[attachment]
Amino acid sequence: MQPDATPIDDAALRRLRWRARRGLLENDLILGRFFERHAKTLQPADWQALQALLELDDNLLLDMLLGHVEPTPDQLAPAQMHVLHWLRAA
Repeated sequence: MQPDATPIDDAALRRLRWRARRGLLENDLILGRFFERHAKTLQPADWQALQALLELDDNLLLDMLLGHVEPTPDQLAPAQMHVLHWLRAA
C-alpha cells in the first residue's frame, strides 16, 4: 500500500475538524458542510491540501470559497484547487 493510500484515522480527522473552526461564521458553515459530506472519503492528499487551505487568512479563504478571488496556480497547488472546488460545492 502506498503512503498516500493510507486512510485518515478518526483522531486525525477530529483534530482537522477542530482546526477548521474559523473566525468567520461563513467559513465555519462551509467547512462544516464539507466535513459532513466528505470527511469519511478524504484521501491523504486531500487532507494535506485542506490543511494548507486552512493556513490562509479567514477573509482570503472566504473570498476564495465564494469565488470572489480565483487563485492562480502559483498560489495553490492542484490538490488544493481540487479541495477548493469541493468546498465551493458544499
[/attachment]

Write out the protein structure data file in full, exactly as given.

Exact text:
Amino acid sequence: MQPDATPIDDAALRRLRWRARRGLLENDLILGRFFERHAKTLQPADWQALQALLELDDNLLLDMLLGHVEPTPDQLAPAQMHVLHWLRAA
Repeated sequence: MQPDATPIDDAALRRLRWRARRGLLENDLILGRFFERHAKTLQPADWQALQALLELDDNLLLDMLLGHVEPTPDQLAPAQMHVLHWLRAA
C-alpha cells in the first residue's frame, strides 16, 4: 500500500475538524458542510491540501470559497484547487 493510500484515522480527522473552526461564521458553515459530506472519503492528499487551505487568512479563504478571488496556480497547488472546488460545492 502506498503512503498516500493510507486512510485518515478518526483522531486525525477530529483534530482537522477542530482546526477548521474559523473566525468567520461563513467559513465555519462551509467547512462544516464539507466535513459532513466528505470527511469519511478524504484521501491523504486531500487532507494535506485542506490543511494548507486552512493556513490562509479567514477573509482570503472566504473570498476564495465564494469565488470572489480565483487563485492562480502559483498560489495553490492542484490538490488544493481540487479541495477548493469541493468546498465551493458544499